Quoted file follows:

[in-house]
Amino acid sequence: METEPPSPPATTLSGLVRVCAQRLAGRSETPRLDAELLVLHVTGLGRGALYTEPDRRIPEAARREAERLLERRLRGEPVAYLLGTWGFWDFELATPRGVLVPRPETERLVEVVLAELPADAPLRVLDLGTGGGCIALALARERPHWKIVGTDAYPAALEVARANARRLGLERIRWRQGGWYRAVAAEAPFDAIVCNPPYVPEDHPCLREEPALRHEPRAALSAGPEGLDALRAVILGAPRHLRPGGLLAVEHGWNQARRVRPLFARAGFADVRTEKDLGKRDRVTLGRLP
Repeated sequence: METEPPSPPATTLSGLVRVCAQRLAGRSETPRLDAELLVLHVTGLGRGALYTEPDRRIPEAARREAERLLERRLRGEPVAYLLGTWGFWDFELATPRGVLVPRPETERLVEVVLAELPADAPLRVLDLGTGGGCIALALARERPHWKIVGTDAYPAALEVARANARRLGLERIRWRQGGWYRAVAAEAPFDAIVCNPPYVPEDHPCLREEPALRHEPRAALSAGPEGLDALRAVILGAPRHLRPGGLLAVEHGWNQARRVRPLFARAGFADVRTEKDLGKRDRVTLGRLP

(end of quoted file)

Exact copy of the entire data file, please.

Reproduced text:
[in-house]
Amino acid sequence: METEPPSPPATTLSGLVRVCAQRLAGRSETPRLDAELLVLHVTGLGRGALYTEPDRRIPEAARREAERLLERRLRGEPVAYLLGTWGFWDFELATPRGVLVPRPETERLVEVVLAELPADAPLRVLDLGTGGGCIALALARERPHWKIVGTDAYPAALEVARANARRLGLERIRWRQGGWYRAVAAEAPFDAIVCNPPYVPEDHPCLREEPALRHEPRAALSAGPEGLDALRAVILGAPRHLRPGGLLAVEHGWNQARRVRPLFARAGFADVRTEKDLGKRDRVTLGRLP
Repeated sequence: METEPPSPPATTLSGLVRVCAQRLAGRSETPRLDAELLVLHVTGLGRGALYTEPDRRIPEAARREAERLLERRLRGEPVAYLLGTWGFWDFELATPRGVLVPRPETERLVEVVLAELPADAPLRVLDLGTGGGCIALALARERPHWKIVGTDAYPAALEVARANARRLGLERIRWRQGGWYRAVAAEAPFDAIVCNPPYVPEDHPCLREEPALRHEPRAALSAGPEGLDALRAVILGAPRHLRPGGLLAVEHGWNQARRVRPLFARAGFADVRTEKDLGKRDRVTLGRLP